A bill that increases income tax rates and ends an exemption for business owners earned a narrow victory in the state Senate on Friday.
It now heads to Gov. Sam Brownback, who opposes it.
The Senate approved the plan 22-18, one vote above the minimum required for passage. The House approved it by a broader margin, 76-48, on Thursday.
HB 2178 would roll back key parts of Brownback’s 2012 income tax cuts, raising rates for many taxpayers, restoring a third tax bracket and ending a tax exemption for roughly 330,000 business owners.
Premium content for only $0.99
For the most comprehensive local coverage, subscribe today.
Supporters said the plan would help the state regain its financial footing amid shortfalls expected next fiscal year. Opponents said the plan would harm Kansas families and businesses.
Brownback said a statement earlier in the week that the increase would “pummel the pocketbook of middle class families.”
“As with all legislation, Gov. Brownback will review the bill closely once he receives it,” said Melika Willoughby, his communications director, in a Friday e-mail.
Brownback has stopped short of saying he would veto the bill, which didn’t have a veto-proof majority in either chamber. After he receives the bill, he has 10 days to veto it, sign it or let it become law without his signature.
During Friday’s debate, Senate Vice President Jeff Longbine, R-Emporia, said the plan was not perfect but was the best option to prevent cuts to education, the state’s public employee retirement system and children’s programs.
“This bill gives us a path to protect K-12 and higher ed from further cuts,” Longbine said. “Without this bill, I don’t see a path at this point for a bill that raises more revenue. So this might be our best shot.”
Senate Ways and Means Chairwoman Carolyn McGinn, R-Sedgwick, said the state needed to address its long-time revenue problem.
“I’d like to think that we did a tax adjustment today. We adjusted the 2012 tax plan,” McGinn said after the vote. “We’ve got to get out of the negative situation on our budget.”
Sen. Lynn Rogers, D-Wichita, said the proposal would not completely solve the state’s fiscal woes.
“(But) it is really the best start that we have seen in four years,” he said. “I’m willing to support this as the best action and the best fix that we have today.”
The bill eliminates the exemption on non-wage income for pass-through businesses, a key part of Brownback’s tax changes. The exemption was a target for many Democrats and some Republicans during the 2016 campaign.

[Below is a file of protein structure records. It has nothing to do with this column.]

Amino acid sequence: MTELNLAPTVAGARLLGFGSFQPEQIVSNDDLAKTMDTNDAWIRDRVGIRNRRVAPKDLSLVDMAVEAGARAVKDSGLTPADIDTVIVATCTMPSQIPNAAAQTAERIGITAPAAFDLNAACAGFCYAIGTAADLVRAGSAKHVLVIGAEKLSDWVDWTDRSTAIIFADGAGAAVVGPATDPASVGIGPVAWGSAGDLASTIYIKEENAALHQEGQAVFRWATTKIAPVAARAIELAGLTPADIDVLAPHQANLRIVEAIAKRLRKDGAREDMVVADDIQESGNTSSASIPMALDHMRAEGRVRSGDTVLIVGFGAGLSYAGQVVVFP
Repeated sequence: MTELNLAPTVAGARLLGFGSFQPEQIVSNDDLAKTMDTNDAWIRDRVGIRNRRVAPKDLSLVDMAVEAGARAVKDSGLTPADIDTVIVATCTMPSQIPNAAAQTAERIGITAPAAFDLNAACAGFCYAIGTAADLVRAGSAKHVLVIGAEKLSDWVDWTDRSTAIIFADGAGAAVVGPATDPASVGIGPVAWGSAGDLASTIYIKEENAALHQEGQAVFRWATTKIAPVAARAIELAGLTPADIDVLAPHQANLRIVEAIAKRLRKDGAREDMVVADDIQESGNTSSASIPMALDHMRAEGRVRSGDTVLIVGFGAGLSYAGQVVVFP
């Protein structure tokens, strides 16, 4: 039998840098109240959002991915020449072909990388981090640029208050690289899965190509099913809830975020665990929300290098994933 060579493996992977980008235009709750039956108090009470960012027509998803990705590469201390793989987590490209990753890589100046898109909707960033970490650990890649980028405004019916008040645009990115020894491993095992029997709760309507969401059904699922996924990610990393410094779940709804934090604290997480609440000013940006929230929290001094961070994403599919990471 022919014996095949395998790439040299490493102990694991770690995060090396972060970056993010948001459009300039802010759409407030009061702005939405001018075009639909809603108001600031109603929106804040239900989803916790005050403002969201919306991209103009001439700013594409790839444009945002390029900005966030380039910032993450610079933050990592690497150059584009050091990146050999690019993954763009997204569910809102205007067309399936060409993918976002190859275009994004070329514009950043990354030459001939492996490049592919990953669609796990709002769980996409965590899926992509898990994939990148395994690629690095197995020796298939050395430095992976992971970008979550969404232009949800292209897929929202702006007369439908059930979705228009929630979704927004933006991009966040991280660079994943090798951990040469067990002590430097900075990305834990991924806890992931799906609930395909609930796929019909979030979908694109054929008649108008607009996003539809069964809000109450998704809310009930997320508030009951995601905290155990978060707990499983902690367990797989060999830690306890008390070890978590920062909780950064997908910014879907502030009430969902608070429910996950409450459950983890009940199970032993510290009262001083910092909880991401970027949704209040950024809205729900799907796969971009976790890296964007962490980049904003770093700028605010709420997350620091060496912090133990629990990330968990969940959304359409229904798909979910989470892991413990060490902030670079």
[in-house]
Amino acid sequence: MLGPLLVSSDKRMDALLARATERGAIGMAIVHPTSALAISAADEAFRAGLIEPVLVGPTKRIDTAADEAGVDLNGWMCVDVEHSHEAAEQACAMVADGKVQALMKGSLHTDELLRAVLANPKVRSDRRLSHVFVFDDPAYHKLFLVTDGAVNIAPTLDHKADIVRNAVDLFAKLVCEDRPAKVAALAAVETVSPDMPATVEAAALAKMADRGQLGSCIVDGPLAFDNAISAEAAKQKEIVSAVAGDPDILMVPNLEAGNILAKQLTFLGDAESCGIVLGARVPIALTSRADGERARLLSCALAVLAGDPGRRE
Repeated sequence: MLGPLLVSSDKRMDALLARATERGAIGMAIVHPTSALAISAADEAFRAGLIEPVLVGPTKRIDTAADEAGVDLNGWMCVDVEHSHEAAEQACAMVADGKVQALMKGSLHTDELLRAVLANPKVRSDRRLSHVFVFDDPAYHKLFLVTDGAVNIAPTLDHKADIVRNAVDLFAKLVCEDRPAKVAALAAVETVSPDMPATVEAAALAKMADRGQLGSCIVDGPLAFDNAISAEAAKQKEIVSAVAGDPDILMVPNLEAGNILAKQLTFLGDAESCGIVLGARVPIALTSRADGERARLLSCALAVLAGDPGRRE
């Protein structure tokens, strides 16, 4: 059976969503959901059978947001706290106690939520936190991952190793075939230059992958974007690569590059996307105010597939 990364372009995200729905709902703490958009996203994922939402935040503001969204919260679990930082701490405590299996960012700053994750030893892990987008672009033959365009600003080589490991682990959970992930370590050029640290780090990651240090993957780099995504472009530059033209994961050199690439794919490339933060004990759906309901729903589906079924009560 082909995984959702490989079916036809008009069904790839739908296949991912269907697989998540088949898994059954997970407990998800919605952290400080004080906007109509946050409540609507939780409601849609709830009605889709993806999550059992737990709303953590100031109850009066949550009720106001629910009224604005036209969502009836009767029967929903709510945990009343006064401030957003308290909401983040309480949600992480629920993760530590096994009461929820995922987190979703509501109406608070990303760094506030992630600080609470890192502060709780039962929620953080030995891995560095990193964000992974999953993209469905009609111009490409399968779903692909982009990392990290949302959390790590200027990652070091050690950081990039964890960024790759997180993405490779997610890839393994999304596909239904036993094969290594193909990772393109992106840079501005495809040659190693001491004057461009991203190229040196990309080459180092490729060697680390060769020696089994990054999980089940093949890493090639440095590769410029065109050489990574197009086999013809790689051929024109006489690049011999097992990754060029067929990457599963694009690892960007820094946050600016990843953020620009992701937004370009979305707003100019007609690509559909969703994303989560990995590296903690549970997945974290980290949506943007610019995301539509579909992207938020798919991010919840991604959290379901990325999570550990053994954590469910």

The plan adds a third bracket and increases rates for the middle bracket. For married people filing jointly, income between $30,001 and $100,000 would be taxed at 5.25 percent, up from 4.6 percent. The top rate, for income above $100,000, would be taxed at 5.45 percent. The tax rate for the bottom bracket would remain 2.7 percent.
It would raise about $590 million next fiscal year and $454 million in the 2019 fiscal year, according to state figures.
Sen. John Doll, R-Garden City, voted for the proposal although he thought it did not “do near enough.”
“Right now, the tax policy is so unfair,” he said. “The right thing is to get out of this mess and do it right.”
Sen. Ty Masterson, R-Andover, called the House bill a “piece of garbage.”
“This fleeces the working poor. … This doesn’t take fortitude,” Masterson said. “This makes it easier on the government and harder on the people.
“If this is our best shot, think about who you’re shooting at,” he added.
Sen. Caryn Tyson, R-Parker, voted against the bill, but had to carry it to the floor in her role as tax committee chairwoman. She argued the state needs a tax code that provides “fairness to everyone.”
“Increasing taxes on families that are struggling, where every penny counts, we have to think long and hard before we do that,” she said.
Some Republicans said the Legislature should consider a budget bill to address what they view as the state’s spending problem before raising taxes.
“The process is backwards, guys,” said Sen. Robert Olson, R-Olathe. “We don’t even know what we need.”
Sen. Mary Pilcher-Cook, R-Shawnee, called the bill “a tax-increasing tornado that leaves no Kansan untouched in its wake.” Sen. Dennis Pyle, R-Hiawatha, compared it to a thief taking a liquor store’s cash register.
“You’re going to see some businesses leave Kansas,” Pyle said. “You’re going to see some people take off and leave.
“So if you want to get what’s in their checkbook and their accounts, you’d better grab it today.”
Some Republicans were critical of the Senate’s pace to consider the bill without sending it through a Senate committee first.
Senate President Susan Wagle, R-Wichita, said she wanted to send the bill directly to the floor because the tax committee has considered numerous proposals already.
“The House has sent over a bill that has no cuts,” Wagle said. “This is the plan for legislators who don’t want to vote for cuts. And I believe everyone should have a right to vote on that.”
Wagle voted against the bill because she preferred a plan with spending cuts.
How they voted
Here’s how south-central Kansas senators voted on Sub HB2178, which raises income tax rates and eliminates an income tax exemption for owners of certain businesses. The bill passed 22-18.
Republicans voting yes: Ed Berger, Hutchinson; Bruce Givens, El Dorado; Dan Kerschen, Garden Plain; Carolyn McGinn, Sedgwick.
Republicans voting no: Mike Petersen, Gene Suellentrop, and Susan Wagle, Wichita; Ty Masterson, Andover; Richard Wilborn, McPherson; Larry Alley, Winfield.
Democrats voting yes: Oletha Faust-Goudeau, Lynn Rogers, Wichita.